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It’s very much a tool to use, rather than something that can give specific guidance, but the Watch 8 temperature sensor does seem to be pretty precise, able to spot fluctuations to 0.1 degree change.

Car crash detection

Another new feature, but not one that we can test at all, is the car crash detection feature. Using an enhanced gyroscope and an accelerometer that can now sense G-force changes up to 256G, Apple is pretty confident the new Watch 8 will be able to tell when you’ve been in a crash and will instantly alert the emergency services, giving all the data should you be unconscious.

This will only work when in motion, so it’s using GPS and connection to the iPhone to fully understand whether the wearer is in a car – think of this feature as something that brings peace of mind, rather than a dedicated reason to buy the new Watch 8.

It’s a hard sell when you can still get the Watch 7, or even the Watch 6 in some retailers, for much cheaper – buying the Watch 8 now feels like just investing in that really comprehensive insurance just for peace of mind.

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When every Apple Watch that one can buy has car crash detection, it’ll be a real swaying reason to join Apple’s smartwatch camp, as this is a brilliant feature. It’s just not enough to buy the Watch 8 alone (especially when you can also get it on the Watch SE 2 for a lot cheaper…)

In terms of health features, all those from before are there: atrial fibrillation detection, blood oxygen, an ECG, and more that will be able to alert you of any anomalies. 

Again, this is nothing too new: given the plethora of older Apple Watch models still on sale, it’s hard to get excited about these new features as reasons to buy the new Watch 8.

Apple Watch 8 battery

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The battery life on the Watch 8 is the same as normal: 18 hours, but able to get to the night without too much of a worry.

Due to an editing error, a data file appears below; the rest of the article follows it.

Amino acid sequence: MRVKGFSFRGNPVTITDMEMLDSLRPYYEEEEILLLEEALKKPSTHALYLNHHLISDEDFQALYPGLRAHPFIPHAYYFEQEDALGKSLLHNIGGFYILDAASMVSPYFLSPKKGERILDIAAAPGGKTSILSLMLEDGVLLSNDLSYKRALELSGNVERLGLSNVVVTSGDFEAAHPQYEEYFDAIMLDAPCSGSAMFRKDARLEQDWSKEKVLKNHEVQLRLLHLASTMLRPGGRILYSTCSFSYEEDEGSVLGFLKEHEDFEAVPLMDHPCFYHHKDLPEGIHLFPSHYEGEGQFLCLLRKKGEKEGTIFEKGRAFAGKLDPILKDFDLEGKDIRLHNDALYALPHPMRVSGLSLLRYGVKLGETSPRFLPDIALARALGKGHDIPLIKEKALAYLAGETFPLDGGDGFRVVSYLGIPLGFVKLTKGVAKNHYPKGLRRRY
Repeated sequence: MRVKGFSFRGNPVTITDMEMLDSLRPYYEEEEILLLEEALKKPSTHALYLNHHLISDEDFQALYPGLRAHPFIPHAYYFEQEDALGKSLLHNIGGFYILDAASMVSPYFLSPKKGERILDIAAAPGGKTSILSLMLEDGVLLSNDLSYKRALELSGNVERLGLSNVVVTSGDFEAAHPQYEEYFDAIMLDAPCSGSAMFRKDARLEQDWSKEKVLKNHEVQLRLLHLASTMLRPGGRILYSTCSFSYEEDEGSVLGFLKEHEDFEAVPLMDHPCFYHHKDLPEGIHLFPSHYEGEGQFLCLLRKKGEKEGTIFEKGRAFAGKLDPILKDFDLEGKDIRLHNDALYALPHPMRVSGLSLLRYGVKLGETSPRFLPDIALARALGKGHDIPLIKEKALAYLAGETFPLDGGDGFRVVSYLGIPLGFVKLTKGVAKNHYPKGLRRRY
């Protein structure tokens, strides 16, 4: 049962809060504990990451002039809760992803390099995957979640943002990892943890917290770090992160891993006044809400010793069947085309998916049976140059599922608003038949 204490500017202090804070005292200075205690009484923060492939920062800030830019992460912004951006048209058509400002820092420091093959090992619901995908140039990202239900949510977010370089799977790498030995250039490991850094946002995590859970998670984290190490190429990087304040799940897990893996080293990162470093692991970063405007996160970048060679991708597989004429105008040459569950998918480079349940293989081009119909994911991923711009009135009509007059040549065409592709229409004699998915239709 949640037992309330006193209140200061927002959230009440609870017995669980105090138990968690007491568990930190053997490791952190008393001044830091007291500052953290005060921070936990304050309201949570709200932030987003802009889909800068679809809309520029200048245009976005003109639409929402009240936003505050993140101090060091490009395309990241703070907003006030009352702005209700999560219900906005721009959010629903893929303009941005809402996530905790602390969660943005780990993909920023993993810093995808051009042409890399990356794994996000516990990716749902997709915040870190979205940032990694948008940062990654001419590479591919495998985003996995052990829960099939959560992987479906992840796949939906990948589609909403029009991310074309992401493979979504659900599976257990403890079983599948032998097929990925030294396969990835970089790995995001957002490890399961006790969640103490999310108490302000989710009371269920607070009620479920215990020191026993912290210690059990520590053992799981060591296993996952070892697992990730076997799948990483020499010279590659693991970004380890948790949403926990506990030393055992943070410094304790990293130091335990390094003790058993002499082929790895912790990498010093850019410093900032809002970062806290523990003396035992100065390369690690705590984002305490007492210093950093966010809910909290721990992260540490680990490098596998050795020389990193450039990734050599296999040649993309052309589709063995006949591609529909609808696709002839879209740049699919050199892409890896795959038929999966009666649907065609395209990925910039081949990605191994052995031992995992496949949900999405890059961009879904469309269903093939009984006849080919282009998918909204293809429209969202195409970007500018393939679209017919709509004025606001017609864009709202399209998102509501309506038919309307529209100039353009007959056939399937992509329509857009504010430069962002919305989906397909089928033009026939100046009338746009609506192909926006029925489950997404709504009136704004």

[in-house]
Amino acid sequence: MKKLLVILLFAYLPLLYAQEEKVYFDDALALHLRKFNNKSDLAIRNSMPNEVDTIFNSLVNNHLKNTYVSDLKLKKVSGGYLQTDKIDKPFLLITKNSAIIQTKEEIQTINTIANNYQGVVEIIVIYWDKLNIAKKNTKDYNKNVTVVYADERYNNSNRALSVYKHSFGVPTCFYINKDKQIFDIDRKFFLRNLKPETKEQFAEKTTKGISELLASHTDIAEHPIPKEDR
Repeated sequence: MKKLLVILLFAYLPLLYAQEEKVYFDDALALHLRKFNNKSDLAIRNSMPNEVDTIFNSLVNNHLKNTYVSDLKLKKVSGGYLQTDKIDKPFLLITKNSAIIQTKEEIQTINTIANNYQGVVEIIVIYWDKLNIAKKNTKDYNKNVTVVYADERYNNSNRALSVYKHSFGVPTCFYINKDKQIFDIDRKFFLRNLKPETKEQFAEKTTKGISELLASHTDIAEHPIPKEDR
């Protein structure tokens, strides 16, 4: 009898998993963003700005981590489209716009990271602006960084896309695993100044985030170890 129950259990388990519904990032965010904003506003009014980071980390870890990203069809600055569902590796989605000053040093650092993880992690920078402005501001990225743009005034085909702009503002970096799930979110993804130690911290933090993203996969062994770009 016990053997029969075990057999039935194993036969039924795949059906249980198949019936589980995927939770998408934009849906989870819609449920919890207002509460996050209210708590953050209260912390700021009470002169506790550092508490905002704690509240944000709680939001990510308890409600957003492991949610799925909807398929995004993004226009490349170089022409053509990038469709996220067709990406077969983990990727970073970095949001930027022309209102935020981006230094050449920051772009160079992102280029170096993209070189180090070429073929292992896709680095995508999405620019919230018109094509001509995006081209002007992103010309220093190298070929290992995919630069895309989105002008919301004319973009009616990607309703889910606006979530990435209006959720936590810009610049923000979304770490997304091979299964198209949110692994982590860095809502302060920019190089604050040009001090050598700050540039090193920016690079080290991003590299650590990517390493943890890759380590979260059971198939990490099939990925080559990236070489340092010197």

Nothing really to talk about there, but there is now low power mode, which can extend the life up to 30 hours. This new mode will shut off the always-on display, slow down some of the sensors tracking your vitals and switch off things like auto-workout detection.

It’s odd this mode wasn’t added in until now, but it’s possible thanks to the new S8 chip that’s come with the 2022 Watch models.

This is still likely to be too low for some people, especially if you’re wanting to track your body temperature overnight. Apple advises that you charge it before bed, or when in the shower if you’re using the fast charger, but we’re not sure that’s going to be enough to ward off battery drain most days.

Low power mode will help, but you can’t use that overnight to track temperature as the sensors shut off – so you’ll need to plan your use a little.

Early verdict

It’s really hard to get too excited about the new Watch 8, especially with the Watch Ultra showing how much more can be achieved from the device.

Apple’s habit of just mildly upgrading the device from the previous year is still clearly on display here, playing on the fact that users will just be going to the Apple store to get the latest model rather than purposely going out to buy one specifically.

That is, of course, unless you’re currently family planning and would relish the thought of not needing to manually track your ovulation cycle, letting the Watch on your wrist do the job for you.

Given the Watch SE 2 has many of the new features of the Watch 8, and is a lot cheaper, that might see a spike in popularity for the entry-level model, as there’s very little new about this latest device from Apple.